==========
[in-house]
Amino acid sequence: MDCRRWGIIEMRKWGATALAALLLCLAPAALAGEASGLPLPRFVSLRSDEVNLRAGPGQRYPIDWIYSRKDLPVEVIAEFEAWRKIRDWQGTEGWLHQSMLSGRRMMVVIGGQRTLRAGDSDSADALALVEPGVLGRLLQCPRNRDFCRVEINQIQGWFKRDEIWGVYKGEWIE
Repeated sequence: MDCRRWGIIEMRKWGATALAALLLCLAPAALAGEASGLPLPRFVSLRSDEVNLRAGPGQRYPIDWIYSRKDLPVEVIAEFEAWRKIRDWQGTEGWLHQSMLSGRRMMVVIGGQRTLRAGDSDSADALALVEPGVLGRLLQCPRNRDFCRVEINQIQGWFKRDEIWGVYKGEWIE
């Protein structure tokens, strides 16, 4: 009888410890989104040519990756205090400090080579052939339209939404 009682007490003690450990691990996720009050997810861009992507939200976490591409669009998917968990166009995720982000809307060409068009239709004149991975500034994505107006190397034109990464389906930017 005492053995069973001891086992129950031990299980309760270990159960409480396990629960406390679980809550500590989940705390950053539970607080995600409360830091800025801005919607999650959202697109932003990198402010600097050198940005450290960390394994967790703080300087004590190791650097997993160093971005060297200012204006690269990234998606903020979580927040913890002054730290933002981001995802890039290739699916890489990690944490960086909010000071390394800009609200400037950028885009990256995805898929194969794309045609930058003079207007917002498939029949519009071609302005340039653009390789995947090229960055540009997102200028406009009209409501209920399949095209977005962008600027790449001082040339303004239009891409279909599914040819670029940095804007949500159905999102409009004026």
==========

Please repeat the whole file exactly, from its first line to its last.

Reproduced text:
[in-house]
Amino acid sequence: MDCRRWGIIEMRKWGATALAALLLCLAPAALAGEASGLPLPRFVSLRSDEVNLRAGPGQRYPIDWIYSRKDLPVEVIAEFEAWRKIRDWQGTEGWLHQSMLSGRRMMVVIGGQRTLRAGDSDSADALALVEPGVLGRLLQCPRNRDFCRVEINQIQGWFKRDEIWGVYKGEWIE
Repeated sequence: MDCRRWGIIEMRKWGATALAALLLCLAPAALAGEASGLPLPRFVSLRSDEVNLRAGPGQRYPIDWIYSRKDLPVEVIAEFEAWRKIRDWQGTEGWLHQSMLSGRRMMVVIGGQRTLRAGDSDSADALALVEPGVLGRLLQCPRNRDFCRVEINQIQGWFKRDEIWGVYKGEWIE
């Protein structure tokens, strides 16, 4: 009888410890989104040519990756205090400090080579052939339209939404 009682007490003690450990691990996720009050997810861009992507939200976490591409669009998917968990166009995720982000809307060409068009239709004149991975500034994505107006190397034109990464389906930017 005492053995069973001891086992129950031990299980309760270990159960409480396990629960406390679980809550500590989940705390950053539970607080995600409360830091800025801005919607999650959202697109932003990198402010600097050198940005450290960390394994967790703080300087004590190791650097997993160093971005060297200012204006690269990234998606903020979580927040913890002054730290933002981001995802890039290739699916890489990690944490960086909010000071390394800009609200400037950028885009990256995805898929194969794309045609930058003079207007917002498939029949519009071609302005340039653009390789995947090229960055540009997102200028406009009209409501209920399949095209977005962008600027790449001082040339303004239009891409279909599914040819670029940095804007949500159905999102409009004026």